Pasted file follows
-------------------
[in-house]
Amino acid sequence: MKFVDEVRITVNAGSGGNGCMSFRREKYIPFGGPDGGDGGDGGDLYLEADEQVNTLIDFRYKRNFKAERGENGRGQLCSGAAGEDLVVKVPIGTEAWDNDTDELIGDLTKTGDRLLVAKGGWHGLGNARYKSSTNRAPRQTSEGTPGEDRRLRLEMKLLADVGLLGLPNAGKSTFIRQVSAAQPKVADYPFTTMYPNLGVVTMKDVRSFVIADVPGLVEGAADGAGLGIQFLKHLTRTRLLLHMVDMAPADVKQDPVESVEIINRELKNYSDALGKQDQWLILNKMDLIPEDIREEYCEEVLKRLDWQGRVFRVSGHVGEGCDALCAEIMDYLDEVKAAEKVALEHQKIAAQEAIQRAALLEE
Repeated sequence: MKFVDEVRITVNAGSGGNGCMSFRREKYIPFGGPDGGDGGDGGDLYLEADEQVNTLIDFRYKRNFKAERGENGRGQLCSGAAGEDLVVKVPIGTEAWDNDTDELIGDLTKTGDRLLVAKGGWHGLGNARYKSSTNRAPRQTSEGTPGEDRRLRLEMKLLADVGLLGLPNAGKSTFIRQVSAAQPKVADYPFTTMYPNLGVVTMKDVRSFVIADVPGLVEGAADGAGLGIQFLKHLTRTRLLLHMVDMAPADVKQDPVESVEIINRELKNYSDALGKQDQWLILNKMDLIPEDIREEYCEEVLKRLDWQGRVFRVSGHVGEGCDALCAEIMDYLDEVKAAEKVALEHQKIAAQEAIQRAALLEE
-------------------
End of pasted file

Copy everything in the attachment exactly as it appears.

[in-house]
Amino acid sequence: MKFVDEVRITVNAGSGGNGCMSFRREKYIPFGGPDGGDGGDGGDLYLEADEQVNTLIDFRYKRNFKAERGENGRGQLCSGAAGEDLVVKVPIGTEAWDNDTDELIGDLTKTGDRLLVAKGGWHGLGNARYKSSTNRAPRQTSEGTPGEDRRLRLEMKLLADVGLLGLPNAGKSTFIRQVSAAQPKVADYPFTTMYPNLGVVTMKDVRSFVIADVPGLVEGAADGAGLGIQFLKHLTRTRLLLHMVDMAPADVKQDPVESVEIINRELKNYSDALGKQDQWLILNKMDLIPEDIREEYCEEVLKRLDWQGRVFRVSGHVGEGCDALCAEIMDYLDEVKAAEKVALEHQKIAAQEAIQRAALLEE
Repeated sequence: MKFVDEVRITVNAGSGGNGCMSFRREKYIPFGGPDGGDGGDGGDLYLEADEQVNTLIDFRYKRNFKAERGENGRGQLCSGAAGEDLVVKVPIGTEAWDNDTDELIGDLTKTGDRLLVAKGGWHGLGNARYKSSTNRAPRQTSEGTPGEDRRLRLEMKLLADVGLLGLPNAGKSTFIRQVSAAQPKVADYPFTTMYPNLGVVTMKDVRSFVIADVPGLVEGAADGAGLGIQFLKHLTRTRLLLHMVDMAPADVKQDPVESVEIINRELKNYSDALGKQDQWLILNKMDLIPEDIREEYCEEVLKRLDWQGRVFRVSGHVGEGCDALCAEIMDYLDEVKAAEKVALEHQKIAAQEAIQRAALLEE